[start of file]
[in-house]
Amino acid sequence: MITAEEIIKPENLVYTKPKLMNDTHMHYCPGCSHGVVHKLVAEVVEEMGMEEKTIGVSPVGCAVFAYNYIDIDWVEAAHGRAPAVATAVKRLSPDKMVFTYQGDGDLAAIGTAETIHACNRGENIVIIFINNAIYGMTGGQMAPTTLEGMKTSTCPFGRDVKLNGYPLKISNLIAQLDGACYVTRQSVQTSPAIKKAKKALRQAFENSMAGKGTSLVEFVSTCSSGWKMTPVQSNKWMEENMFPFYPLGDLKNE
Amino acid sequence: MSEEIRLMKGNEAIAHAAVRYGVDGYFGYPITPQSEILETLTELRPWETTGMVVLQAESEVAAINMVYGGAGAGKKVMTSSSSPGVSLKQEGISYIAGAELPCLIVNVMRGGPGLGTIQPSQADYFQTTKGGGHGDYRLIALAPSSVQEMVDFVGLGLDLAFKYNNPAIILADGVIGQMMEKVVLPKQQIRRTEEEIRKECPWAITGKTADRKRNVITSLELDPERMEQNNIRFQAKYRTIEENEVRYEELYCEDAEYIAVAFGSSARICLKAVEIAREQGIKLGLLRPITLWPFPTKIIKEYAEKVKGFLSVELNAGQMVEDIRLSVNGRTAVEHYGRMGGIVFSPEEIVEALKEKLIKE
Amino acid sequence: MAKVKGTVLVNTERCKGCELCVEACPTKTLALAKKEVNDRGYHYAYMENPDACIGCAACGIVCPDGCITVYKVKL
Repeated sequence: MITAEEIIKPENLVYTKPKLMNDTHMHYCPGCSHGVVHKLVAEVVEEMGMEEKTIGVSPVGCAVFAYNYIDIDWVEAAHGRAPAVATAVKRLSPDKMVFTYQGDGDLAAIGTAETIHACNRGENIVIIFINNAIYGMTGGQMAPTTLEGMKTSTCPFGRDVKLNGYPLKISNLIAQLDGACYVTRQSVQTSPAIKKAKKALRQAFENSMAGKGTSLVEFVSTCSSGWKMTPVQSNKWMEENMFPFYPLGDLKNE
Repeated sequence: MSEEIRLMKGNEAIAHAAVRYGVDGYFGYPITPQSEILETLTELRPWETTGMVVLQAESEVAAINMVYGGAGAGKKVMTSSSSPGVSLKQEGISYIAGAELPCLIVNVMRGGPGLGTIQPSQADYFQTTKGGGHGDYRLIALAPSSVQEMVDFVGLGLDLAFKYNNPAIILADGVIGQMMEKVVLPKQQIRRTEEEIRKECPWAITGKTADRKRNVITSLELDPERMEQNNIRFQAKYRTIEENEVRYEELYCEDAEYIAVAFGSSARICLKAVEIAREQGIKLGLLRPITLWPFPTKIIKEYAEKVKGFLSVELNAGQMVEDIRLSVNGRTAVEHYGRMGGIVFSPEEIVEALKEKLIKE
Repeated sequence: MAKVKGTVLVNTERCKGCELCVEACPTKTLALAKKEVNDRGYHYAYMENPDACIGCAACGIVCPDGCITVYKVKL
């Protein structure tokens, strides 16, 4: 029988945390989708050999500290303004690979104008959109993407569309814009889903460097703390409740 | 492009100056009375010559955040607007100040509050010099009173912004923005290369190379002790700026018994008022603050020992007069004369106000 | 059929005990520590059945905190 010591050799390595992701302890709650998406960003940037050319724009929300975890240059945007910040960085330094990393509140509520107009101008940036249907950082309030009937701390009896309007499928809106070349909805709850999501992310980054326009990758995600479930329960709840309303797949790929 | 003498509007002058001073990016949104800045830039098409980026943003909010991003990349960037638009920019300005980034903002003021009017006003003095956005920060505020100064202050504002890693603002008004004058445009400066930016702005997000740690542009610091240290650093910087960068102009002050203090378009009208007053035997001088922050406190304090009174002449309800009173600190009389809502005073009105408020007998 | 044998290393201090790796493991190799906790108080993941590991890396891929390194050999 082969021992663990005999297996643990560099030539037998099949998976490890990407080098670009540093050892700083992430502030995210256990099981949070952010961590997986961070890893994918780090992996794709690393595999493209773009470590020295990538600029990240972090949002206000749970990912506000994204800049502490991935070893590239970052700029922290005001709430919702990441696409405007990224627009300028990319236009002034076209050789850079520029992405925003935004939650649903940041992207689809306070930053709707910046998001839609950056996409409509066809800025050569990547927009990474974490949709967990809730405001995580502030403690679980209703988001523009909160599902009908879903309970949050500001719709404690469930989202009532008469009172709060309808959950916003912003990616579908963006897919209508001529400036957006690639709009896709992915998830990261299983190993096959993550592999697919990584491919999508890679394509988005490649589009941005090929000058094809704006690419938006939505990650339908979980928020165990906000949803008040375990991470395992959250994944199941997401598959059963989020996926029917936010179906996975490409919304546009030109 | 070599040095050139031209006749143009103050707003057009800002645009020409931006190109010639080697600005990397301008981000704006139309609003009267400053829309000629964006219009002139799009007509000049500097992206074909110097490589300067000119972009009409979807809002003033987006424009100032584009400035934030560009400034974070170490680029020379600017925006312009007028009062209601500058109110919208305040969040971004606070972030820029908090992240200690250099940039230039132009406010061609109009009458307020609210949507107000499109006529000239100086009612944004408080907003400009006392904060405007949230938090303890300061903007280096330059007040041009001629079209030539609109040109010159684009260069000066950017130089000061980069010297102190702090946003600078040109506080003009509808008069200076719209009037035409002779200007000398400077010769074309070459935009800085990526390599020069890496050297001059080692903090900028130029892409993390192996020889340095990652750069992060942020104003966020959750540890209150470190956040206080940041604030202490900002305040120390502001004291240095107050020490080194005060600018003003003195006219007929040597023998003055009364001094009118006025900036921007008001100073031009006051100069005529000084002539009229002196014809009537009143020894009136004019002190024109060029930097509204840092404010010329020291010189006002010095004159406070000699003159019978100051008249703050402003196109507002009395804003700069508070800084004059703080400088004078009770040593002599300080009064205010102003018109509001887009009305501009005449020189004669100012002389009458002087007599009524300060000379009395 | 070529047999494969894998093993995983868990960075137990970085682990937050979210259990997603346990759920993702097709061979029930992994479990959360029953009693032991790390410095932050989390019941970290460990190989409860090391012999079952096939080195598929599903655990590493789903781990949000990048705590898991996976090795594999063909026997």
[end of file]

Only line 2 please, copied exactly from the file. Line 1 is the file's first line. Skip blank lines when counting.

Amino acid sequence: MITAEEIIKPENLVYTKPKLMNDTHMHYCPGCSHGVVHKLVAEVVEEMGMEEKTIGVSPVGCAVFAYNYIDIDWVEAAHGRAPAVATAVKRLSPDKMVFTYQGDGDLAAIGTAETIHACNRGENIVIIFINNAIYGMTGGQMAPTTLEGMKTSTCPFGRDVKLNGYPLKISNLIAQLDGACYVTRQSVQTSPAIKKAKKALRQAFENSMAGKGTSLVEFVSTCSSGWKMTPVQSNKWMEENMFPFYPLGDLKNE